Barbara McClintock was an American scientist and winner of the 1983 Nobel Prize in Physiology or Medicine, for the discovery of genetic transposition. A transposable element or jumping gene is a DNA sequence that can change its position within a genome. She was the first woman to win the prize unshared.
McClintock was born June 16, 1902, in Hartford, CT. In 1908, her family moved to Brooklyn, where she completed her secondary education and discovered her passion for science. She enrolled at Cornell University to study Botany in 1919, against her mother’s wishes, but with her father’s support. In 1922, McClintock was invited to enroll in a graduate genetics course, a subject that she later dedicated her life to. Her work centered on maize cytogenetics, which concerns the structure and inheritance of cells’ DNA. At the time, women could not major in genetics at Cornell. Both her MS (1925) and PhD (1927) were awarded in botany, since women were allowed to earn graduate degrees in Cornell’s Plant Breeding Department at the time. She continued her research at Cornell beyond this, forming a close-knit group with two other academics interested in cytogenetics.
McClintock’s research focused on maize chromosomes and developing ways to visualize and characterize them. She successfully developed a technique to visualize all 10 maize chromosomes and was the first person to describe their morphology, which in turn allowed her to link groups of traits that are inherited together. McClintock also discovered how the recombination of parental chromosomes resulted in new traits in offspring, and in 1931 she published the first genetic map for maize. Her achievements resulted in numerous fellowships which allowed her to continue her research at a number of U.S. universities. In 1944, she was elected to the National Academy of Sciences for her contribution to the field of genetics, becoming the third woman to be elected. In 1945, she became the first female president of the Genetics Society of America.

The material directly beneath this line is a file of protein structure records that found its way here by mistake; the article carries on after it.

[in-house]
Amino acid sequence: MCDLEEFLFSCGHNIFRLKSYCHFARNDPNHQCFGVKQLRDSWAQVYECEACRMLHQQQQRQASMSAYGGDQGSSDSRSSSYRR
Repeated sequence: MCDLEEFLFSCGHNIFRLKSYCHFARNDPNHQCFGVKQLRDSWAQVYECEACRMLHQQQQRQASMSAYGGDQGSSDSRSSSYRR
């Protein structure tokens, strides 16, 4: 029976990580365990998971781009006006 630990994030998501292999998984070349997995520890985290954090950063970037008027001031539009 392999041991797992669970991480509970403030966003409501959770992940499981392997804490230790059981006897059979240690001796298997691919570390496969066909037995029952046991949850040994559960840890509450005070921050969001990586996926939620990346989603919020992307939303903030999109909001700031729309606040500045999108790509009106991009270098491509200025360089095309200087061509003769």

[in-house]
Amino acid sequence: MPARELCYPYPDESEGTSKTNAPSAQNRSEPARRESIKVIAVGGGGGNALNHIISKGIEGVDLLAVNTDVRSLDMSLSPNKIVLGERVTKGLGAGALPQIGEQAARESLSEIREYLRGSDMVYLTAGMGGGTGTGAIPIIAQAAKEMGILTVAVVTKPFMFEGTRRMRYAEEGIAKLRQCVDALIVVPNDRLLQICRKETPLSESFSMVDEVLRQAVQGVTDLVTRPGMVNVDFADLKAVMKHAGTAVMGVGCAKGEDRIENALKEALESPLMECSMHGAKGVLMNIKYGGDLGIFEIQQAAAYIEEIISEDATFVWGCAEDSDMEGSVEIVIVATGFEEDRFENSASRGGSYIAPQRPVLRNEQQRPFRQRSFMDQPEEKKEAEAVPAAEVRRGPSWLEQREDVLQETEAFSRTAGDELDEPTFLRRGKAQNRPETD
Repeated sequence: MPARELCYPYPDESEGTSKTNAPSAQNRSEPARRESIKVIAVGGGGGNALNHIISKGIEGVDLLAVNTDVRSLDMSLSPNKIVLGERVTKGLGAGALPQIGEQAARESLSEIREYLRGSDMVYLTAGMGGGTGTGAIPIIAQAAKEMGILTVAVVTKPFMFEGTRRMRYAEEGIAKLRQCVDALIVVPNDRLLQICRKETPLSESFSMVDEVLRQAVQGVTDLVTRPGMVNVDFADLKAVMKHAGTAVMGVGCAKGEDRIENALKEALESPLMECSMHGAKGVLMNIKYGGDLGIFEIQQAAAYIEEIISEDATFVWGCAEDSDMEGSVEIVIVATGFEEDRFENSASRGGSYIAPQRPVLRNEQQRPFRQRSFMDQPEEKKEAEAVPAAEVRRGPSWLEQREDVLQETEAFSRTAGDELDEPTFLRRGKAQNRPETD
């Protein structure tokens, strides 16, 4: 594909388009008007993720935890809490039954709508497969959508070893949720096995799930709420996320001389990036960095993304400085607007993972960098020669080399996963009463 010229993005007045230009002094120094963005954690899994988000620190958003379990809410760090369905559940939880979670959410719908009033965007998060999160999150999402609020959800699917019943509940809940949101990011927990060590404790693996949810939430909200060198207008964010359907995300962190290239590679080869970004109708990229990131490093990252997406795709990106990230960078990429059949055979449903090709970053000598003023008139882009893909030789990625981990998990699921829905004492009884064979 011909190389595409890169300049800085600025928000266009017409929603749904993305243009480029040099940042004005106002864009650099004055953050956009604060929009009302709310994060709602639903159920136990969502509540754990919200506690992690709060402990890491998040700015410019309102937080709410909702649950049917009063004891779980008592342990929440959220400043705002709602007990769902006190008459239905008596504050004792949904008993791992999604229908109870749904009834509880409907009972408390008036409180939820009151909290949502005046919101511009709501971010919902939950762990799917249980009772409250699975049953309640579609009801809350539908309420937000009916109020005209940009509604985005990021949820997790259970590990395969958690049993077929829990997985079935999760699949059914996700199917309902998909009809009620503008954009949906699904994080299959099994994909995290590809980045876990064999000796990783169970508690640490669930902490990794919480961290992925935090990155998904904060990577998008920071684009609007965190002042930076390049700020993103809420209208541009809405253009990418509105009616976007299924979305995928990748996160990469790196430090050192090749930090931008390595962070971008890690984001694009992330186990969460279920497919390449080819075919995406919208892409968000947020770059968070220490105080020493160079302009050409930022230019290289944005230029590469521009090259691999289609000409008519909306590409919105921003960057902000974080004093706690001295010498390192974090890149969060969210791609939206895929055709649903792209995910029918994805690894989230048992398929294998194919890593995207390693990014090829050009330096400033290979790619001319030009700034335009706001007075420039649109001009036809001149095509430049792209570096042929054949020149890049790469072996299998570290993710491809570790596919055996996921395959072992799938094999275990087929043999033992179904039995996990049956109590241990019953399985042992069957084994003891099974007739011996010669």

McClintock’s most influential work was that on “controlling elements” (often referred to as “jumping genes”), which challenged the view of the genome as static information passed between generations. She found that individual genetic loci (the position of a gene on a chromosome) could both influence and interact with other genetic loci and that they could change positions on a chromosome (hence, “jumping” gene). This work was not received well initially, with McClintock herself describing the reaction as “puzzlement, even hostility.” She persisted with her research through a 1953 paper in the journal Genetics and subsequent lecture tours of universities. However, she later halted publications to prevent further alienation from the scientific community.
In the 1960s, other scientists’ findings on controlling elements in bacteria and yeast confirmed McClintock’s discoveries. The concept then became more widely accepted and her career prospered. She received numerous prizes and awards, including 14 honorary Doctor of Science degrees and an induction into the National Women’s Hall of Fame. The most notable award was the 1983 Nobel Prize for Physiology or Medicine for her discovery of “mobile genetic elements” thirty years after her discovery.
Barbara McClintock’s contributions to science continued beyond her Nobel Prize. She continued to be a leader and researcher in her field, until her death at the age of 90 in 1992.
Fact Check: We love accuracy. If something looks incorrect, please contact us and let us know.